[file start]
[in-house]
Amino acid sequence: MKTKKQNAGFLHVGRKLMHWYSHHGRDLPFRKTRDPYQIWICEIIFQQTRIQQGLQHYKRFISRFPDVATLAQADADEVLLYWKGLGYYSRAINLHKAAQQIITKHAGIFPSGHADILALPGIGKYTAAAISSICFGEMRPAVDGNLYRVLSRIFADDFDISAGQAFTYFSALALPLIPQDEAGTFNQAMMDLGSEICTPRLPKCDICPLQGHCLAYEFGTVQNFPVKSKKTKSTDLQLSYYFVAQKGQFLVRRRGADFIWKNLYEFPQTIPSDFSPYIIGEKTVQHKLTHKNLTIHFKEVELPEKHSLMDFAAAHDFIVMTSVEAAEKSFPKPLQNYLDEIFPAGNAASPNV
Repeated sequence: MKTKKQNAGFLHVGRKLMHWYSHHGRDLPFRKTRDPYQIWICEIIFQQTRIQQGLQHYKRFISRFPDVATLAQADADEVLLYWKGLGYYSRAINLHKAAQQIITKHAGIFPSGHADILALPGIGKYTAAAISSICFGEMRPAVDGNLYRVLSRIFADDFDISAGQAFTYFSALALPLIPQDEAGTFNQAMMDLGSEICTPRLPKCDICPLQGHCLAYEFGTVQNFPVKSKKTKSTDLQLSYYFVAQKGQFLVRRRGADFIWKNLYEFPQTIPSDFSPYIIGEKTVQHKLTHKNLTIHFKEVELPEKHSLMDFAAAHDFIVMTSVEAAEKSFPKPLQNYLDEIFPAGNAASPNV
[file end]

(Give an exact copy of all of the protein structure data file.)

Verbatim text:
[in-house]
Amino acid sequence: MKTKKQNAGFLHVGRKLMHWYSHHGRDLPFRKTRDPYQIWICEIIFQQTRIQQGLQHYKRFISRFPDVATLAQADADEVLLYWKGLGYYSRAINLHKAAQQIITKHAGIFPSGHADILALPGIGKYTAAAISSICFGEMRPAVDGNLYRVLSRIFADDFDISAGQAFTYFSALALPLIPQDEAGTFNQAMMDLGSEICTPRLPKCDICPLQGHCLAYEFGTVQNFPVKSKKTKSTDLQLSYYFVAQKGQFLVRRRGADFIWKNLYEFPQTIPSDFSPYIIGEKTVQHKLTHKNLTIHFKEVELPEKHSLMDFAAAHDFIVMTSVEAAEKSFPKPLQNYLDEIFPAGNAASPNV
Repeated sequence: MKTKKQNAGFLHVGRKLMHWYSHHGRDLPFRKTRDPYQIWICEIIFQQTRIQQGLQHYKRFISRFPDVATLAQADADEVLLYWKGLGYYSRAINLHKAAQQIITKHAGIFPSGHADILALPGIGKYTAAAISSICFGEMRPAVDGNLYRVLSRIFADDFDISAGQAFTYFSALALPLIPQDEAGTFNQAMMDLGSEICTPRLPKCDICPLQGHCLAYEFGTVQNFPVKSKKTKSTDLQLSYYFVAQKGQFLVRRRGADFIWKNLYEFPQTIPSDFSPYIIGEKTVQHKLTHKNLTIHFKEVELPEKHSLMDFAAAHDFIVMTSVEAAEKSFPKPLQNYLDEIFPAGNAASPNV